The bloody stalemate in Syria and Global Inaction

January 5, 2013 • Blogs, Online Content, The Globalist Notebook • Views: 968

BY DANIELLE BELLA ELLISON:

For almost two years now there has been terrible violence in Syria between the regime of President Bashar al-Assad and Syrians protesting the oppression that has characterized their lives for far too long. While the rebels have made progress and the international community has made increasing efforts to support the opposition, the hype around this revolution has died down. Newspapers’ front pages are no longer home each day to a horrific picture of the bloodshed in Syria. News outlets still cover the developments in this Arab nation, but the unfortunate phenomena of inaction and inattention seem to be occurring. Is there a reason for this international step back from the conflict?

A young Syrian refugee at a protest against the oppressive regime of Bashar al-Assad. (Flickr Creative Commons/FreedomHouse2)

A young Syrian refugee at a protest against the oppressive regime of Bashar al-Assad. (Flickr Creative Commons/FreedomHouse2)

The Syrian national uprising against the regime of Bashar al-Assad began in March 2011 and reached heights of bloodshed in the ensuing months. By October 2011 the opposition front had organized as the Syrian National Council (later to join with other groups to become the Syrian National Coalition) and the Free Syrian Army, as tens of thousands of people were killed in clashes and crackdowns by Assad’s forces. Meanwhile, international action was slow and far from resolute. Russia and China repeatedly blocked United Nations Security Council resolutions condemning Assad’s brutality, and American and European sanctions on Syria did not have significant effect. With a positive turn in November 2011 the Arab League itself voted to suspend Syria and imposed its own sanctions. By May 2012 the UNSC condemned the Syrian government, and various countries expelled Syrian diplomats and closed embassies in Damascus. By the end of 2012 the UN General Assembly passed a resolution calling for the resignation of President Assad, and the U.S., Britain, France, Turkey, and others have recognized the Syrian opposition’s National Coalition. But despite these diplomatic developments of late, the violence continues, and the most recent UN estimate holds that the death toll has reached 60,000 people.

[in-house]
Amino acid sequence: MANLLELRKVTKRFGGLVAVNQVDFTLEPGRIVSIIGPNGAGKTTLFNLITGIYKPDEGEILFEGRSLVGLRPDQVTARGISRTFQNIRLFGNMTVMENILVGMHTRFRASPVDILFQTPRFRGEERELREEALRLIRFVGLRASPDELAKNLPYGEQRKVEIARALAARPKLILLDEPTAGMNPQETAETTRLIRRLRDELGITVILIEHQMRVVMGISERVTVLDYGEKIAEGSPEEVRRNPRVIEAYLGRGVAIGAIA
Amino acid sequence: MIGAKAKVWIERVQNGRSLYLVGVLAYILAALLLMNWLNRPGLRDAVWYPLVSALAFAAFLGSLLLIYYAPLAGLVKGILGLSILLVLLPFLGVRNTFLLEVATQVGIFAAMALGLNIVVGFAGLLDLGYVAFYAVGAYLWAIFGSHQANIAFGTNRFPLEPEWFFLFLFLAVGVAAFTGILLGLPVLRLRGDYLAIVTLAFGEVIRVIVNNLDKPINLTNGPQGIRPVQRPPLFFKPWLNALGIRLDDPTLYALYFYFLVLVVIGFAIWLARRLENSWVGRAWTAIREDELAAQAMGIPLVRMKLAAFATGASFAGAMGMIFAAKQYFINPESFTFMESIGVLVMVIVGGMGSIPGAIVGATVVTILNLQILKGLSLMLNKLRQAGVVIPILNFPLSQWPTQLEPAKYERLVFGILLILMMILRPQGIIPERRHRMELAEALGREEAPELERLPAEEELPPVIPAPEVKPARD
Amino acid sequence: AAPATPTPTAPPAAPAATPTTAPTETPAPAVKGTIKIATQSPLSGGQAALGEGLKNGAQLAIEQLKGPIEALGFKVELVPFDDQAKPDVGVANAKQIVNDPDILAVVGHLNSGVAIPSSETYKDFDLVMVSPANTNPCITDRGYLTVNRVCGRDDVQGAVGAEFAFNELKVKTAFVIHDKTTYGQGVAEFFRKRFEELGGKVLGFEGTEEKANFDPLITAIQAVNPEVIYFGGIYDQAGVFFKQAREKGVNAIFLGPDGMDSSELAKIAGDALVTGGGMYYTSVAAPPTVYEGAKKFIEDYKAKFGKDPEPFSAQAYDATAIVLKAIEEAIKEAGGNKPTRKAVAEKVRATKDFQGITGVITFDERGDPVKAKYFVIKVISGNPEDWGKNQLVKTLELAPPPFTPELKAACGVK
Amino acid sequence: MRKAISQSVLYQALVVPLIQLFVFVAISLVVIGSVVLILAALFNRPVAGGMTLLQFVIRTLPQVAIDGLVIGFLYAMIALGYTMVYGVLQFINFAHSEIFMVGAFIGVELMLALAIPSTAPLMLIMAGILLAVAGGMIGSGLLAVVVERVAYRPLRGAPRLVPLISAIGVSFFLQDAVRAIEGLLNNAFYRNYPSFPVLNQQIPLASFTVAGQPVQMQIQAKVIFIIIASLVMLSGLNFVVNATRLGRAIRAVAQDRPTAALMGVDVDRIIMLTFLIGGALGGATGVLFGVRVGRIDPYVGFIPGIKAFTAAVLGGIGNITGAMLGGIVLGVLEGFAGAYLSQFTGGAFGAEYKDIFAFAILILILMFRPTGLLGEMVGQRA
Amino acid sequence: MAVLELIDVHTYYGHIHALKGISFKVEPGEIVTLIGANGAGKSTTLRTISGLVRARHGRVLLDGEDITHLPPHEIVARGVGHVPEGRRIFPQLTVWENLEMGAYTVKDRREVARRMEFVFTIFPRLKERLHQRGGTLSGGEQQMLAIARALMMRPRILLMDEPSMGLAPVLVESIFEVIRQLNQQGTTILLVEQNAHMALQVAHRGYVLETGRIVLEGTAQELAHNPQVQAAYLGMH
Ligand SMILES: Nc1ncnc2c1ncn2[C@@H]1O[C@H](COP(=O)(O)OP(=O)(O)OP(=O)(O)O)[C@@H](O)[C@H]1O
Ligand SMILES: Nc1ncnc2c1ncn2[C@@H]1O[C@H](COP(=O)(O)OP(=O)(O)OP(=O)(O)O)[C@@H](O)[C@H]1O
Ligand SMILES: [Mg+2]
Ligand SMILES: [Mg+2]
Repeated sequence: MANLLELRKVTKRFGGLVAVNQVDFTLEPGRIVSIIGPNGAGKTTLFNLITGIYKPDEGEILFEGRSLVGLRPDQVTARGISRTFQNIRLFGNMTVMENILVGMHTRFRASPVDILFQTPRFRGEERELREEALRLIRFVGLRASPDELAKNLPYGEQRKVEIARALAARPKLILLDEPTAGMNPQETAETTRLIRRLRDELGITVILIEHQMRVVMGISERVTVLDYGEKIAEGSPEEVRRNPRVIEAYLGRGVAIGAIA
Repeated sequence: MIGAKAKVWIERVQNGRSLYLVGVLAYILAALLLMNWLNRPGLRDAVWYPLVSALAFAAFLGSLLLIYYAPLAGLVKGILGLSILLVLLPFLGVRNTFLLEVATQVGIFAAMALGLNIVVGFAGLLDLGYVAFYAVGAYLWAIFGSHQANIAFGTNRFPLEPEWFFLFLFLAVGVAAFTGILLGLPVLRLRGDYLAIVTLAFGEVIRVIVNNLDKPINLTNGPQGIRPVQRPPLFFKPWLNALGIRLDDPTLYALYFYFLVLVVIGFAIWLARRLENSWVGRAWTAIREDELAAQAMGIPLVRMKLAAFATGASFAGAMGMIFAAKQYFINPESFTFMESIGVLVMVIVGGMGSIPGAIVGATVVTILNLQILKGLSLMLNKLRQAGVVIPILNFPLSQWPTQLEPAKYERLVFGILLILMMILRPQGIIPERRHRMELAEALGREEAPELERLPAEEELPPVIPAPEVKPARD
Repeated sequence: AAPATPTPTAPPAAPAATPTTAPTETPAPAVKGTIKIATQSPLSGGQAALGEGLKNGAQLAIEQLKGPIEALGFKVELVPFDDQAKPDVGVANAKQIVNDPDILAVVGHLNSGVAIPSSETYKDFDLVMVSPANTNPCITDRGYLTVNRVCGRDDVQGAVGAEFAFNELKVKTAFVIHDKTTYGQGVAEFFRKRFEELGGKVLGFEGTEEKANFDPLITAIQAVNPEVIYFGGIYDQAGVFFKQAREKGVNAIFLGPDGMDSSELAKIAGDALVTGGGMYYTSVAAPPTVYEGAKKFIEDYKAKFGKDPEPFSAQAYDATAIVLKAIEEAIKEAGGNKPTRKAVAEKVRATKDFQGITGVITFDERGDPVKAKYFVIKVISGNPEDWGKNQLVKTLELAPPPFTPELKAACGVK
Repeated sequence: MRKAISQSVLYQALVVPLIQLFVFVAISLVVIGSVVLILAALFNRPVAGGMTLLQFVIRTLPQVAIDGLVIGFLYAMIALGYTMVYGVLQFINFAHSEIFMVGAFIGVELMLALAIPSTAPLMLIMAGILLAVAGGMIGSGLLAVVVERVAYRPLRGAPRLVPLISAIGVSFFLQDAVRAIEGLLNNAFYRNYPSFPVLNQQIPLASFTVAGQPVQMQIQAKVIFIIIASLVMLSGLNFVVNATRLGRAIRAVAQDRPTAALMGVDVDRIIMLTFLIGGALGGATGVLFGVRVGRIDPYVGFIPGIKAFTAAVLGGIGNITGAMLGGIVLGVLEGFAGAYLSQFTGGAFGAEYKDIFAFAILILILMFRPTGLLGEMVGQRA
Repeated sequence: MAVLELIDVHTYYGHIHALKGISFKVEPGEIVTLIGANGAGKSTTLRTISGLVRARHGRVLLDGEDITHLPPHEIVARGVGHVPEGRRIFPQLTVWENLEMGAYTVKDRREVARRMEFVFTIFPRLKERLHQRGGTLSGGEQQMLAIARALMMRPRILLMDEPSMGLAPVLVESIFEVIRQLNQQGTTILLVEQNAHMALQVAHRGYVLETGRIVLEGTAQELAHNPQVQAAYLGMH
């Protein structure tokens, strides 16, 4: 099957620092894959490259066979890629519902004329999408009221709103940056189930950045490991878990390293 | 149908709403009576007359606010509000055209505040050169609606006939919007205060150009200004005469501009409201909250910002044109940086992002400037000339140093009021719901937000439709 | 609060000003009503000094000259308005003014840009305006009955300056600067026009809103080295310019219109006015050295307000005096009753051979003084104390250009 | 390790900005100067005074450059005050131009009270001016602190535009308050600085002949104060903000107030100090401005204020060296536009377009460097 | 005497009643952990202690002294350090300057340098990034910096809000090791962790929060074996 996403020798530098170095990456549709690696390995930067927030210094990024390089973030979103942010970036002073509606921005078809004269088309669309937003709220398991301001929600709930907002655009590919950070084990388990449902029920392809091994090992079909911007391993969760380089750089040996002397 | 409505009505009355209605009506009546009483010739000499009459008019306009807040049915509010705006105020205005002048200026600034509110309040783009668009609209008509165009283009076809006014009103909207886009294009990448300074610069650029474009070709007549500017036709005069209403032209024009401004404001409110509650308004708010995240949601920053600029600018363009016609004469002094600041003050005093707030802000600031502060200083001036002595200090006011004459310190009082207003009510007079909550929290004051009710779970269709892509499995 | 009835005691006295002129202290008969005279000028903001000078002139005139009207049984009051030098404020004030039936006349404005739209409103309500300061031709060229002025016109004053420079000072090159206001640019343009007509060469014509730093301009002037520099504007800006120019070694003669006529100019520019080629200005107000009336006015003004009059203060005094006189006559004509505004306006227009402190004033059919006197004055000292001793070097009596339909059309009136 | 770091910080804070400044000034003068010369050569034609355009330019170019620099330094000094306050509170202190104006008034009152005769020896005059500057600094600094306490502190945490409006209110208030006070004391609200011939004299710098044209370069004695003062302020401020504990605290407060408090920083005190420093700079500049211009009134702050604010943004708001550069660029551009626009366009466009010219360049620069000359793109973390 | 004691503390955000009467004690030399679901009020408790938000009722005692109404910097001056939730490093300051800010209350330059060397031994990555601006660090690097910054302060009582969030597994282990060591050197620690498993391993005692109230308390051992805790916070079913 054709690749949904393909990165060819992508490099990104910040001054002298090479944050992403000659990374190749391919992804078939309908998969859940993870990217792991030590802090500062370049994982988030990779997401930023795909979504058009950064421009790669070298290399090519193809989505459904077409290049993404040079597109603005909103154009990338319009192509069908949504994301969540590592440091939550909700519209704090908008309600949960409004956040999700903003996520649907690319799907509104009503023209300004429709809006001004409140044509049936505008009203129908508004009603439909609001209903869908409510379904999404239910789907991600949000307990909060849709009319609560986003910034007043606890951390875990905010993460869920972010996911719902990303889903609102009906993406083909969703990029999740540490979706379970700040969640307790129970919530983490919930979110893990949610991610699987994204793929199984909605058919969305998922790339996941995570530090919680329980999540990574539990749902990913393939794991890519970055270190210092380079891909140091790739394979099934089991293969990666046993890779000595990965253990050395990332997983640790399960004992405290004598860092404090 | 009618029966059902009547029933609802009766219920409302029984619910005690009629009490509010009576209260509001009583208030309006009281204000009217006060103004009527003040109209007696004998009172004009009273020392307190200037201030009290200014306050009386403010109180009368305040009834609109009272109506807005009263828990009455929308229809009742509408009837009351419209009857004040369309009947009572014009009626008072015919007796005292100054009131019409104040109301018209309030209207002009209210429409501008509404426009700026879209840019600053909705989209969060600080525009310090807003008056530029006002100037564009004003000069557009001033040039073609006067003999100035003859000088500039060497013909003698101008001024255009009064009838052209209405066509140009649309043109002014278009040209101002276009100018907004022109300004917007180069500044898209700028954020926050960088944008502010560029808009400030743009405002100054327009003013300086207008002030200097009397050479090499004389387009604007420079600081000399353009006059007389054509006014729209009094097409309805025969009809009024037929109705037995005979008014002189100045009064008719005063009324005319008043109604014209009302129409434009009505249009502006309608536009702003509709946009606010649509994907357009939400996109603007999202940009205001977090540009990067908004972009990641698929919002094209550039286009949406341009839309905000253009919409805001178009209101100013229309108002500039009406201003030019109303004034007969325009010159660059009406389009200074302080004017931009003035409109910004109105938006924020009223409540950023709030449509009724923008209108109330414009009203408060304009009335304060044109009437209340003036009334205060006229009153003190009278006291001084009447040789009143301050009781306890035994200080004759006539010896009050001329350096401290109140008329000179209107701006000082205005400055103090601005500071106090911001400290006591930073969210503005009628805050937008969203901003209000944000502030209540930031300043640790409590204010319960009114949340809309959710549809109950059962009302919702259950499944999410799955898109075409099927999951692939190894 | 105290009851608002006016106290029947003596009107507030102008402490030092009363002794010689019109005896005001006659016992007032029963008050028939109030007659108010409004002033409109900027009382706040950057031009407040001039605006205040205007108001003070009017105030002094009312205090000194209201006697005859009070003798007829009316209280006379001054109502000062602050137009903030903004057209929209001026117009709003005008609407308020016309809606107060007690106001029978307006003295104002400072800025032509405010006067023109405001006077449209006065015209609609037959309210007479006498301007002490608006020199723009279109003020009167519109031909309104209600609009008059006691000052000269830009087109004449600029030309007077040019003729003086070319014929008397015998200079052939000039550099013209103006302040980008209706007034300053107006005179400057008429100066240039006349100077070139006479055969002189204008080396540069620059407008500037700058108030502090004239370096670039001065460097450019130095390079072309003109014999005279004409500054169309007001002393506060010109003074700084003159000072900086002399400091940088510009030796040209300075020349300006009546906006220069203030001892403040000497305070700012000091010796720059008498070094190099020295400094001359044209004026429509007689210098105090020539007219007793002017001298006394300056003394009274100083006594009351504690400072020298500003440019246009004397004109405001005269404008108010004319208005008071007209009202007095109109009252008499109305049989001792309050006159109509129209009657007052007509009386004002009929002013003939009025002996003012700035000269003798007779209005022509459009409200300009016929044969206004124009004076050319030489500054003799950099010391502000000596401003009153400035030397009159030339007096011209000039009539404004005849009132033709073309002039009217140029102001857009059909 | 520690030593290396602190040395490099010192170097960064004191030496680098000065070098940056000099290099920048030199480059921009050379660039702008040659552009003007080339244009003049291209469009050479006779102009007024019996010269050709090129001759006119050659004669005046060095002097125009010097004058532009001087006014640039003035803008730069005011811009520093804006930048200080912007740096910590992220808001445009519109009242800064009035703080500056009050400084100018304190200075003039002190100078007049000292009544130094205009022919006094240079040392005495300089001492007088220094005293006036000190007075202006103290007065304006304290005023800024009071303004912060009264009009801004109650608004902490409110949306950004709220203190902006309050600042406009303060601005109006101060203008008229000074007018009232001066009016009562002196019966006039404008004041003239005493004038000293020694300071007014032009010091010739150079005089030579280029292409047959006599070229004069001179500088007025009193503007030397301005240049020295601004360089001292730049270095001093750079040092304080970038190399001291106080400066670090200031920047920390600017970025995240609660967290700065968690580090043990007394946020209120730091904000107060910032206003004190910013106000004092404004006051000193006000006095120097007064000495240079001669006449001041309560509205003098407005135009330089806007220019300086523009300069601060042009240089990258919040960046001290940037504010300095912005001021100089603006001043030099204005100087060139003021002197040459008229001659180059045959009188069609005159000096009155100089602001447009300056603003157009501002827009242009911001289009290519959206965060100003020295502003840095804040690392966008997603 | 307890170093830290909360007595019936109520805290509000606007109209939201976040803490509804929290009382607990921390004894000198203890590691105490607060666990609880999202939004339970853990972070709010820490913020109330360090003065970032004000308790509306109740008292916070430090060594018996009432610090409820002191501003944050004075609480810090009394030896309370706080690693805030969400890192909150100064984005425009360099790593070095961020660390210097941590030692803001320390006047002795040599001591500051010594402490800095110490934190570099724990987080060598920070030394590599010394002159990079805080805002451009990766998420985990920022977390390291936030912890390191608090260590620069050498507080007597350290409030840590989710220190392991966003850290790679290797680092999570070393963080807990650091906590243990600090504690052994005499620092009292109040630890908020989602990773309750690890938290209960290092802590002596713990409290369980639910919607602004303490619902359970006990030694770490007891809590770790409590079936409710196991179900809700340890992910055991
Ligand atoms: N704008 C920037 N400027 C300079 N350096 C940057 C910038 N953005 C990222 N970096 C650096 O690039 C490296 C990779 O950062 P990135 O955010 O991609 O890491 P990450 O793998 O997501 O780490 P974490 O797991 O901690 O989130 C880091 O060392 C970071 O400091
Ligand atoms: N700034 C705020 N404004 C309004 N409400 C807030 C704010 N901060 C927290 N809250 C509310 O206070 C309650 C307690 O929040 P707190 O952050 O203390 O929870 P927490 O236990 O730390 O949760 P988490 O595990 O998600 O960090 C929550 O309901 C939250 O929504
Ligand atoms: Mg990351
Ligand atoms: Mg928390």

Many look at Syria as the next Arab country that will see an oppressive ruler overthrown by a people’s uprising – following Tunisia, Egypt, Libya, and Yemen. Yet international attention, and in particular the attention of the United States, has not seemed to focus on Syria as much as it had on other Arab nations in revolutionary transition. It does not seem likely that there will soon be any direct military or even diplomatic intervention in Syria.

The situation in Syria is more opaque than had been the case in other Arab Spring countries, which may help to explain this tentative inaction or even inattention from the international community. While Assad’s bloody suppression of protestors began the violence, the since relatively well-organized Free Syrian Army has engaged in terrible violence of its own. Both sides have become associated with brutality, and many Syrians, while resentful of the Assad regime, are skeptical of being directly involved with the rebel forces. Moreover, the longer the conflict drags on, the more uncertain the outcome seems to become. At present, the country is submerged in a bloody stalemate. A potential positive development has recently occurred as the Syrian rebels have drafted a transitional justice plan to attempt to punish the core of the Assad regime while moving to a new stable government. Nevertheless, many Syrians, as well as the U.S., Britain, and others, are extremely skeptical of the outcome of a new opposition-controlled regime and fear Syria will disintegrate into a chaotic failed state as different warlords continue to seek revenge on each other. It is logical that such fears have incurred the tentative inaction of many countries. But it is also precisely the threat of such an outcome that should perhaps propel the world to once again turn its attention to Syria.

Danielle Bella Ellison ’15 is in Davenport College. She is a Globalist Notebook Beat Blogger on events and politics in the Middle East. Contact her at danielle.ellison@yale.edu.

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